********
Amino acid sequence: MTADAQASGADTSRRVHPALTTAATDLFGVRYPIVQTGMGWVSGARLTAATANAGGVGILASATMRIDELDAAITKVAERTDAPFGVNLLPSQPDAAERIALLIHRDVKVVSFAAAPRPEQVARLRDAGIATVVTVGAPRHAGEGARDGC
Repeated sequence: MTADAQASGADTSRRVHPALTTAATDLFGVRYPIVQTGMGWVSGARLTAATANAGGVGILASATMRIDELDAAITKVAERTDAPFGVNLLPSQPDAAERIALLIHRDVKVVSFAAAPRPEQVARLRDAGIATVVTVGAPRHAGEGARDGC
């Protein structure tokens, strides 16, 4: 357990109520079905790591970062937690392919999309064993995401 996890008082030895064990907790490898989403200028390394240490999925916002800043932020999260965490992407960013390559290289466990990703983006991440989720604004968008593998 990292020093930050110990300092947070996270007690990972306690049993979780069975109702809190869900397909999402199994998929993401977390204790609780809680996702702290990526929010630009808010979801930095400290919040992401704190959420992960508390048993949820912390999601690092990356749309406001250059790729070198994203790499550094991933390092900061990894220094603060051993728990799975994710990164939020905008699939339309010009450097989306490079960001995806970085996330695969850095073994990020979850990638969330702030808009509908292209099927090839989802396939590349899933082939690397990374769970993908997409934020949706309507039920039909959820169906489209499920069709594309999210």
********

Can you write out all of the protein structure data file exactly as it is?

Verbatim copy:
Amino acid sequence: MTADAQASGADTSRRVHPALTTAATDLFGVRYPIVQTGMGWVSGARLTAATANAGGVGILASATMRIDELDAAITKVAERTDAPFGVNLLPSQPDAAERIALLIHRDVKVVSFAAAPRPEQVARLRDAGIATVVTVGAPRHAGEGARDGC
Repeated sequence: MTADAQASGADTSRRVHPALTTAATDLFGVRYPIVQTGMGWVSGARLTAATANAGGVGILASATMRIDELDAAITKVAERTDAPFGVNLLPSQPDAAERIALLIHRDVKVVSFAAAPRPEQVARLRDAGIATVVTVGAPRHAGEGARDGC
């Protein structure tokens, strides 16, 4: 357990109520079905790591970062937690392919999309064993995401 996890008082030895064990907790490898989403200028390394240490999925916002800043932020999260965490992407960013390559290289466990990703983006991440989720604004968008593998 990292020093930050110990300092947070996270007690990972306690049993979780069975109702809190869900397909999402199994998929993401977390204790609780809680996702702290990526929010630009808010979801930095400290919040992401704190959420992960508390048993949820912390999601690092990356749309406001250059790729070198994203790499550094991933390092900061990894220094603060051993728990799975994710990164939020905008699939339309010009450097989306490079960001995806970085996330695969850095073994990020979850990638969330702030808009509908292209099927090839989802396939590349899933082939690397990374769970993908997409934020949706309507039920039909959820169906489209499920069709594309999210």